§ Sir H. CRAIK
I have no doubt that what the hon. Member opposite has said with regard to the demand for this Bill is perfectly true. I cannot see how, in view of the great difficulties which have to be solved, there should be anything else than a general desire for some legislation to deal with some of those difficulties. But in a question of this sort there is the great danger that we are apt to think that the immediate demand places upon us the obligation as fast as possible, and perhaps with insufficient consideration, to place upon the Statute Book any measure that professes to deal with the particular difficulty. It must be remembered that great as is the evil that has to be dealt with, the question of 1418 amelioration is one of quite as profound difficulty—difficulty that is felt by the man of science, and difficulty that is felt by those who have done the work of practical administration. I happen to know something on the educational aspect of this question.
§ Mr. DEPUTY-SPEAKER (Mr. Maclean)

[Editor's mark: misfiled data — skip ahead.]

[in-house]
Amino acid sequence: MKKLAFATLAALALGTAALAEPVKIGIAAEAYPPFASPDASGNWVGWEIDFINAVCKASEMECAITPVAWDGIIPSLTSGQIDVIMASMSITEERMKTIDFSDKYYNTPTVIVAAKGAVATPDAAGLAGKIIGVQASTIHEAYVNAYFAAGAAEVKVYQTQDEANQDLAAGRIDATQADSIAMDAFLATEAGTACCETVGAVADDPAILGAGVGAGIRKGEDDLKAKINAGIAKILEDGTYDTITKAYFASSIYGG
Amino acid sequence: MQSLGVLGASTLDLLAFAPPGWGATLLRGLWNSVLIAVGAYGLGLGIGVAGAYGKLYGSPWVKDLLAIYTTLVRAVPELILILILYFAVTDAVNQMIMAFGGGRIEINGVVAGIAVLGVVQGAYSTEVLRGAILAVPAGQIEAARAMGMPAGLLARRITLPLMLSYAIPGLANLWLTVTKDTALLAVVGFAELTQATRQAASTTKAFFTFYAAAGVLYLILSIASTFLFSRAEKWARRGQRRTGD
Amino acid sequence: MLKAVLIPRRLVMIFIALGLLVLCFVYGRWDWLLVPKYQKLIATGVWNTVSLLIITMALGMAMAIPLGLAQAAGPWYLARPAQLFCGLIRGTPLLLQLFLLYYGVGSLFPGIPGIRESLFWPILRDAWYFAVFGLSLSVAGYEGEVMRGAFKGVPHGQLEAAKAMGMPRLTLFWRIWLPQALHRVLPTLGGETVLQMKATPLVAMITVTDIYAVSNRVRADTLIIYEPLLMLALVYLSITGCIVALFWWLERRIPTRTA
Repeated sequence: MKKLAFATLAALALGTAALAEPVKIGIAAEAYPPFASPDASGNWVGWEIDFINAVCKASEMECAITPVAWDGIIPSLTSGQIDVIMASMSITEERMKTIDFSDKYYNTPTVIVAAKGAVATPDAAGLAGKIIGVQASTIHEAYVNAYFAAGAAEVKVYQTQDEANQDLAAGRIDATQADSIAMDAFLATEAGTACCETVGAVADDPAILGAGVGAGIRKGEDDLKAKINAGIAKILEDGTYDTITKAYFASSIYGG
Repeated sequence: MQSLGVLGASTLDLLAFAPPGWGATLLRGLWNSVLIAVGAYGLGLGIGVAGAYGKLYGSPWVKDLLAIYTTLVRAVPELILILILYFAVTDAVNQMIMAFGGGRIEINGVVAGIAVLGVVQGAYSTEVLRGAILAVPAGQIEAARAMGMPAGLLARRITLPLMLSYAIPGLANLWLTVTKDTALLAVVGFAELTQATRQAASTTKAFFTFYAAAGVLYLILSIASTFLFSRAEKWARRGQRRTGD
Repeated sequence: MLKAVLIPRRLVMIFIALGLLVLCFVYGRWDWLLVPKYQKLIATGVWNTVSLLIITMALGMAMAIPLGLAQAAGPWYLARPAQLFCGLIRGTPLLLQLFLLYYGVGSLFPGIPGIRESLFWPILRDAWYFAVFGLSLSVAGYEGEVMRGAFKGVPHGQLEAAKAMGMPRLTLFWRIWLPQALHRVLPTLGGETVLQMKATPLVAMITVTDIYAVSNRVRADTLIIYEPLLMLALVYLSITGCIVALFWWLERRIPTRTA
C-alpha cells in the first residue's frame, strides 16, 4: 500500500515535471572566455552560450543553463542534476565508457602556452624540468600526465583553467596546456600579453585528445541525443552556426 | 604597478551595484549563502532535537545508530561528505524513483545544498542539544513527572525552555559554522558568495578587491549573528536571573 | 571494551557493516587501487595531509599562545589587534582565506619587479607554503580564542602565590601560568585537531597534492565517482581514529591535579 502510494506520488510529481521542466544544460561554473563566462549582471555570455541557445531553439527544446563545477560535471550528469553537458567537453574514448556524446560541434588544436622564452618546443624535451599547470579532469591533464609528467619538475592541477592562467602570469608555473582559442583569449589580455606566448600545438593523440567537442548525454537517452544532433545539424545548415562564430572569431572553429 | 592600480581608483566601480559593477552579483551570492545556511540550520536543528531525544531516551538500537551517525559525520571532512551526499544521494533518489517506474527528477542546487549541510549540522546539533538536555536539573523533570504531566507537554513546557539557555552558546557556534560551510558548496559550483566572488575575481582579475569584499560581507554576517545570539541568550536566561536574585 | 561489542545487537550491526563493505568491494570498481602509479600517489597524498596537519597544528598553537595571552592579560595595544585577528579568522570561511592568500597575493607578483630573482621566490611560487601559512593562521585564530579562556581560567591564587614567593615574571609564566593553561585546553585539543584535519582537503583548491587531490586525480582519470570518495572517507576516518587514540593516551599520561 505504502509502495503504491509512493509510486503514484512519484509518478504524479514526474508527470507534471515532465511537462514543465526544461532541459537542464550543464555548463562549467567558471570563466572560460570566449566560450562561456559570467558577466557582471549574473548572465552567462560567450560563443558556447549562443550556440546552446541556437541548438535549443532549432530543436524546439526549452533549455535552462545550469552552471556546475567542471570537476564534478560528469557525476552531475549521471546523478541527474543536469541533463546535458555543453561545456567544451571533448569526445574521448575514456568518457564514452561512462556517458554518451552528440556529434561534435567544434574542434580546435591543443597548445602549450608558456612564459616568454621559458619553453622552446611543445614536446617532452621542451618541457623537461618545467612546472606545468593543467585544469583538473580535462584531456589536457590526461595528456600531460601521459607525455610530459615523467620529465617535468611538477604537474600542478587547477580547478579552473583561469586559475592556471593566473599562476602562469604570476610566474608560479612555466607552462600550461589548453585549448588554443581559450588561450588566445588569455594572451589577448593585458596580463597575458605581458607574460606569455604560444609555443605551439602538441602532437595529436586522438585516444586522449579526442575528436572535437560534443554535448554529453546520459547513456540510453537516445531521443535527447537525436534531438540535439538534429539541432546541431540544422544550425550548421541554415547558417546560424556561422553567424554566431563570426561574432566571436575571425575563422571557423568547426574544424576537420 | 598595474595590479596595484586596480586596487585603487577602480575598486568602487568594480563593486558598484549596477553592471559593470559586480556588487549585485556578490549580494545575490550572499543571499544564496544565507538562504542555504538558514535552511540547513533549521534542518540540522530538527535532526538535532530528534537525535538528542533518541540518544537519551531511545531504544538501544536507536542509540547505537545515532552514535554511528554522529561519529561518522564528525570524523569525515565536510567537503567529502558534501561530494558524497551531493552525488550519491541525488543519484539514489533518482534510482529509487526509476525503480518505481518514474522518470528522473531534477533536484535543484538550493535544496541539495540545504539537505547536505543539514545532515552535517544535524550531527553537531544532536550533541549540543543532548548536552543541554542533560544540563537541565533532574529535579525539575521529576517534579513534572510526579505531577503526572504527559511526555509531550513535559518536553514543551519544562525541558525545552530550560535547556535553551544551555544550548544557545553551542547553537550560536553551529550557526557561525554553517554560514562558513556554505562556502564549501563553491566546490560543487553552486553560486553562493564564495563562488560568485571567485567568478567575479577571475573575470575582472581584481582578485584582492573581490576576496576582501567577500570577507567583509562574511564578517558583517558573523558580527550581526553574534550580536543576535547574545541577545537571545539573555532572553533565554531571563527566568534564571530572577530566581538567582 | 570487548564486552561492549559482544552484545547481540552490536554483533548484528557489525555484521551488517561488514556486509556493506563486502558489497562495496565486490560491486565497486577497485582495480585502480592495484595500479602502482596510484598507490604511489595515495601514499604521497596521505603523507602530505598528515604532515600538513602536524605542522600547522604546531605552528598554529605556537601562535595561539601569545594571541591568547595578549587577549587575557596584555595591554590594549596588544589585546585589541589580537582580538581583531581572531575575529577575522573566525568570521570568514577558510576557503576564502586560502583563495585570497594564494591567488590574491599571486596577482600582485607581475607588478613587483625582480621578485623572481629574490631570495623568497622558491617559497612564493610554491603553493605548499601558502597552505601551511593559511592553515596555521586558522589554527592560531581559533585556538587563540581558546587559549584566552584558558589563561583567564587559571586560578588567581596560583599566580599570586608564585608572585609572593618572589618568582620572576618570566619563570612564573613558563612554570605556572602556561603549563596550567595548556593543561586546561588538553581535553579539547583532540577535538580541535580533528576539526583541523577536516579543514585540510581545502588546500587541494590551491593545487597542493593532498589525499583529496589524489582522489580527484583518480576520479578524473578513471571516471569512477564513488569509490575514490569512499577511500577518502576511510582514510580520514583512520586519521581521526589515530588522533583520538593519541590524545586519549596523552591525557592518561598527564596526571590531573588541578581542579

A little while ago I satisfied myself that there was more than a quorum of Members present in the Chamber, and therefore I shall disregard the intimation now.
§ Sir H. CRAIK
I am not quite sure that the House in its endeavour to deal with this question has taken counsel as to all the logical inferences that are involved in some of the proposals that are now before the House. They are very drastic. If hon. Members knew these schemes and proposals put forward on behalf of some scientific men here and abroad they would realise what a very dark and difficult task it was upon which we are embarking. I feel I must dissociate myself from some of the words of my hon. and gallant Friend who spoke a little while ago, the Member for Midlothian, in deprecating the interference of the hon. Member for Newcastle-under-Lyme, or any English Member, in questions of this sort. I claim the right to interfere in regard to Imperial questions. Three-quarters of my own Constituency live outside Scotland, and it is all nonsense to suppose that we are to be confined in our interference in debate to merely those who happen to be connected with some particular part of the Kingdom. I welcome the interference of the Member for Newcastle-under-Lyme. I do not always agree with him, but I think it is not only the right, but it is most useful on the part of an English Member to say what he feels impelled to say.